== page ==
Birth of Koalas (Phascolarctos cinereus) at Lone Pine Koala Sanctuary following artificial insemination: its significance to Koala conservation
S.d Johnston,1 , Pa.R.McGowan1, P.O'Callaghan2, R. Cox3, B. Houlden4, S. Haig2 & G. Taddeo5
1School of Veterinary Science and Animal Production, The University of Queensland, 4072
2Lone Pine Koala Sanctuary, Jesmond Rd., Fig Tree Pocket, 4069
3Bioquest Ltd., North Ryde, 2113
4Zoological Parks Board of New South Wales, PO Box 20, Mosman 2088 and School of Biological Science, The University of New South Wales, 2052.
5Cook Industries Australia Pty Ltd, Eight Mile Plains, 4122
This paper documents the successful development of an artificial insemination (Al) program in the Koala. Protocols using 2 different methods of ovulation induction and insemination technique are described. In the first trial, interrupted coitus was used to successfully induce ovulation in 9 Koalas. Five of these females were inseminated whilst conscious using a modified folely catheter; 2 of the 5 females produced offspring. A further 4 females were inseminated using a technique which allowed visualisation and deposition of semen into the most cranial portion of the urogenital sinus (urogenitoscopic insemination). This procedure required the female to be anaesthetised while semen was a to be published by April 2002 deposited using a 3.5 gauge "Tom-cat" catheter. Three of the 4 females inseminated by this technique produced pouch young. Micro-satellite analysis of pouch young excluded "teaser" males as possible sires, and revealed that all offspring were sired by donor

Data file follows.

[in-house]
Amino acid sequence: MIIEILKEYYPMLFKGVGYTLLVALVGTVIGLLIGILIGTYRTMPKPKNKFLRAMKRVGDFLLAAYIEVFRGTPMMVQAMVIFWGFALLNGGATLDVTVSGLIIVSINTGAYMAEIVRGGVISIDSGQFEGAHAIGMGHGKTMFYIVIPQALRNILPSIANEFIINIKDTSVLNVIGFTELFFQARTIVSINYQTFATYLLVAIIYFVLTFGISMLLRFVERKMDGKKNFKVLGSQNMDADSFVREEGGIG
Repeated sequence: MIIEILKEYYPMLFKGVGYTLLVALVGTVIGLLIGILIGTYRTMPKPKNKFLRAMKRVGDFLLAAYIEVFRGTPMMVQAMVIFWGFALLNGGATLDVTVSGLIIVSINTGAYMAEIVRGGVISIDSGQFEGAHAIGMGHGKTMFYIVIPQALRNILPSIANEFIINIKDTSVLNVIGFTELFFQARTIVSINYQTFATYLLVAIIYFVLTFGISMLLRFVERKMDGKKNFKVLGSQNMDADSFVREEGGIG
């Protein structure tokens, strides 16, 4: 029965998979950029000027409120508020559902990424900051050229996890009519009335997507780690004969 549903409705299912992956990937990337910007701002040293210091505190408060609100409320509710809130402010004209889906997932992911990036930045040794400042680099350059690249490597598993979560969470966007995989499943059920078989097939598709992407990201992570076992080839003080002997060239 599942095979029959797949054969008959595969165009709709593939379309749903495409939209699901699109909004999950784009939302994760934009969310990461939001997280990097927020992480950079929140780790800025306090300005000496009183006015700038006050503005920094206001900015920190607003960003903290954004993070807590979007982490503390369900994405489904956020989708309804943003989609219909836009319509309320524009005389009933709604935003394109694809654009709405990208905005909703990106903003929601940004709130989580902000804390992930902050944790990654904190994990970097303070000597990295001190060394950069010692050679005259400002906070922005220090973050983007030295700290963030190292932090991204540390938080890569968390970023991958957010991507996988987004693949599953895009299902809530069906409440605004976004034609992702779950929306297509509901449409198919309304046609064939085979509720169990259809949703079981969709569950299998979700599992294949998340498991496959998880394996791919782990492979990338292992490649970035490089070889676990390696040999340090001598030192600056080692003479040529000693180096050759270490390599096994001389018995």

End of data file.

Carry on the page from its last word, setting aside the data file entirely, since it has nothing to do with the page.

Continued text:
sperm. As part of an alternative Al protocol, 8 females were also induced to ovulate using an injection of 250 1.U. of hCG. A luteal phase was confirmed in all eight Koalas but only one of these females gave birth following urogenitoscopic insemination. The pouch young produced in this study are the first of any marsupial to be conceived and born by Al. The significance of Al to the conservation biology of the Koala is discussed.